The Violet character is interesting because that short scene is her only appearance yet her presence lingers on in the film. In one through-away line Marlo says, almost as if talking to herself, that she was in love with Violet. Since you love friends and family but you are not in love with them, that is for lovers and partners, is it that the line should be read literary, that Marlo, although frequently having sex with men and eventually marrying one, would actually have wanted to be in a proper relationship with Violet but did not have the guts to go through with it, and that this is one reason why she is having such a miserable life now? Or was it nothing at all like that; they were just friends and Violet's lingering presence is only there to remind us and Marlo of the life she used to have before marriage, career and children totally boxed her in and drained her of all energy? That this is unclear is not a criticism of the film but one of the good things about it. It is something to play around with and discuss afterwards.

One thing that did bother me was the son Jonah and his problems. The only word used to describe him is "quirky" but that is obviously not appropriate. Marlo says that the doctors' have been unable to diagnose him but he seems to me to have some form of ASD, or autism spectrum disorder, and it does not seem plausible that they would all be in the dark as to what his problems are and what might be done to help out. The school more or less kicks him out. That might be read as a critique of the American school system but it felt so underdeveloped and in fact Jonah's illness or whatever it was did not feel genuine but some vague construction for quick plot points and as such belittling the issue.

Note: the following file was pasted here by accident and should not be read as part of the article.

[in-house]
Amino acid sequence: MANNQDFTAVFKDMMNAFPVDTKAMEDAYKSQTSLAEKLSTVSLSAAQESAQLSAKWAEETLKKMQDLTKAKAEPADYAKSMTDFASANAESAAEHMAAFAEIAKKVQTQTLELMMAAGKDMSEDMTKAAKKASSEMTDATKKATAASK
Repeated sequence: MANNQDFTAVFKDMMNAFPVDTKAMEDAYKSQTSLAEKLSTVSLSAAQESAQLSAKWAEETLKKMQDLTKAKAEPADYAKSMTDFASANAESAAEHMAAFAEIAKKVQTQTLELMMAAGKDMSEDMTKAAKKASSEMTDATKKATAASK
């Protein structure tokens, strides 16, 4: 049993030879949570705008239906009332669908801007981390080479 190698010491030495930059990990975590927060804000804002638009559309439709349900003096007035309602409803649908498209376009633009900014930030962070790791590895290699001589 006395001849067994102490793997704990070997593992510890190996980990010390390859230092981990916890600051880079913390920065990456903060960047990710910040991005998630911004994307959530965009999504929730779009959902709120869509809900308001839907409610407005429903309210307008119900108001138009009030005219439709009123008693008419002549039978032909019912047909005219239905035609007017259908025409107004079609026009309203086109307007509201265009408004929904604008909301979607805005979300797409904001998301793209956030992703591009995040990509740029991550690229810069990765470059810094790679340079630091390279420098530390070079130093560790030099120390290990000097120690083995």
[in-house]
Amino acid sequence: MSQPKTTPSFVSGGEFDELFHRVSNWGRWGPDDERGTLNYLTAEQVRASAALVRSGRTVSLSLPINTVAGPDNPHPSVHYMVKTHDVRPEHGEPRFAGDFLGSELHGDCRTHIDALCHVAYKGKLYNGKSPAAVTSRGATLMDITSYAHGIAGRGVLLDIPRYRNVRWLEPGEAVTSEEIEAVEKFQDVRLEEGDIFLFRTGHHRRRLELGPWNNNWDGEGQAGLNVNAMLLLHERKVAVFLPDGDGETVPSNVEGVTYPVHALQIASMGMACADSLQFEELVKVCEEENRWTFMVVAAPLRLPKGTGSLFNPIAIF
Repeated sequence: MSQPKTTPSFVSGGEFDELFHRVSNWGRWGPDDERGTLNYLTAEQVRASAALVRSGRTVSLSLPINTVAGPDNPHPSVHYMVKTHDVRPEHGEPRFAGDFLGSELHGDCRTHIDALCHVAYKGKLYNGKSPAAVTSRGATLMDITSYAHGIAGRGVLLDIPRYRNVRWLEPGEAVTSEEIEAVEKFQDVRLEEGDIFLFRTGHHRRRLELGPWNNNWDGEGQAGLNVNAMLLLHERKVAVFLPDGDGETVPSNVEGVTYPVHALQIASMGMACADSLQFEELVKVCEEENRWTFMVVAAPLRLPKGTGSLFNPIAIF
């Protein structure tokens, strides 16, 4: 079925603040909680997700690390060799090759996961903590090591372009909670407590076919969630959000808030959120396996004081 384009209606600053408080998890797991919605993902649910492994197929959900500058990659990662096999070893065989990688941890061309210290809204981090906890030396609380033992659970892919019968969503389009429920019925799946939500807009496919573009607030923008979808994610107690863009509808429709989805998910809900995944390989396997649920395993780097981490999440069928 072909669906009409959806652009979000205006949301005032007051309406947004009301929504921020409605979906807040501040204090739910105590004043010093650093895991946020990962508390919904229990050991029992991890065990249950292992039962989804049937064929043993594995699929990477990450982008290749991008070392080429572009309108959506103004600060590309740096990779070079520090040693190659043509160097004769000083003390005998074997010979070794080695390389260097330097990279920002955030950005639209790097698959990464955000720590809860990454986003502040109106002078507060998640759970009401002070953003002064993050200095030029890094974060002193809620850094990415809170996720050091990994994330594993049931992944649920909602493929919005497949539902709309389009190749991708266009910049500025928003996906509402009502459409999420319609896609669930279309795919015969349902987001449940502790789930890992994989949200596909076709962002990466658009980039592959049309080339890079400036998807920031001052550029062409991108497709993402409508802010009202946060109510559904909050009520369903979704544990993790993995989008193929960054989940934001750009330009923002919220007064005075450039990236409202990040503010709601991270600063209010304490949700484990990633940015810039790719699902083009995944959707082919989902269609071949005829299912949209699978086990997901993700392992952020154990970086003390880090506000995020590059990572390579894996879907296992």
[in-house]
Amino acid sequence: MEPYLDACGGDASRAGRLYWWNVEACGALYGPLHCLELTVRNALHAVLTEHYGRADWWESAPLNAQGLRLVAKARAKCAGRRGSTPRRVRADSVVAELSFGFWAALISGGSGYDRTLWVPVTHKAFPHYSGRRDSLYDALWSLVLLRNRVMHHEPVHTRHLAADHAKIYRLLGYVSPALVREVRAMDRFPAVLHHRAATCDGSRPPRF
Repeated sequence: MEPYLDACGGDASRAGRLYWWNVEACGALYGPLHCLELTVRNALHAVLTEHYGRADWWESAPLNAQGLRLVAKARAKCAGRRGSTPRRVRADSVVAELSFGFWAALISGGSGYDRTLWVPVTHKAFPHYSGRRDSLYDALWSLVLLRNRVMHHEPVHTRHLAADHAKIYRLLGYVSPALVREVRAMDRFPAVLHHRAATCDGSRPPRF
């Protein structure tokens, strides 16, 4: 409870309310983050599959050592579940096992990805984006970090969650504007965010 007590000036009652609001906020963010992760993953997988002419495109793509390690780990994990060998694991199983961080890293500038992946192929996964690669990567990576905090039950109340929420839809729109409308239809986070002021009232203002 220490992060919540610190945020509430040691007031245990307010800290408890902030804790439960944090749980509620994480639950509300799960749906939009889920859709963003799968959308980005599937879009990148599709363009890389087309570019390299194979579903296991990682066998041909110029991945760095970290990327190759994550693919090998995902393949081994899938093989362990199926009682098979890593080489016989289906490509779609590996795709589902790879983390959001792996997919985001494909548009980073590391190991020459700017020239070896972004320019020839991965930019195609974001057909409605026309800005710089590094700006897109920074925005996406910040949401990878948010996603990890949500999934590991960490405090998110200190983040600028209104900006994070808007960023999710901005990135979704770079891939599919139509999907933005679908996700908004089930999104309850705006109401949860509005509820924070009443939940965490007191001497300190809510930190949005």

So there are some good things and some bad things. The film felt rushed, as if it needed at least one more round in the development stage to whip it all into better shape. But mainly it felt like Theron and Cody were let down by Reitman's direction, there is something about it that feels slightly off, like it is almost there but not quite yet. But, as always with Reitman, the music is impeccable and creatively used. There is for example a Cyndi Lauper medley (from her first album She's So Unusual which Marlo listens to during a drive to Brooklyn) and a beautiful cover version of You Only Live Twice, originally sung by Nancy Sinatra but here by Beulahbelle. So yes, sometimes Tully is very good.



The film Cindy Lauper is watching in the beginning of the video is The Garden of Allah (Richard Boleslawski 1936) one of the very first three-strip Technicolor films (and the first one from David O. Selznick's company). An unbearably stiff and peculiar film, although it looks spectacular.

Here are the other blog texts (in Swedish only):
http://www.fiffisfilmtajm.se/tully/
https://bilderord.wordpress.com/2018/05/23/tully-2018/
https://jojjenito.wordpress.com/2018/05/23/tully-2018/
http://harduintesettden.se/recensioner/tully/
https://thenerdbird.se/2018/05/23/tully-2018/

Friday, 18 May 2018

Zinnemann and Hawks

Been working on a long piece about Fred Zinnemann. Below is an excerpt where I am comparing him with Howard Hawks. It is somewhat abrupt, and a work in progress, but still intelligible I hope. 

***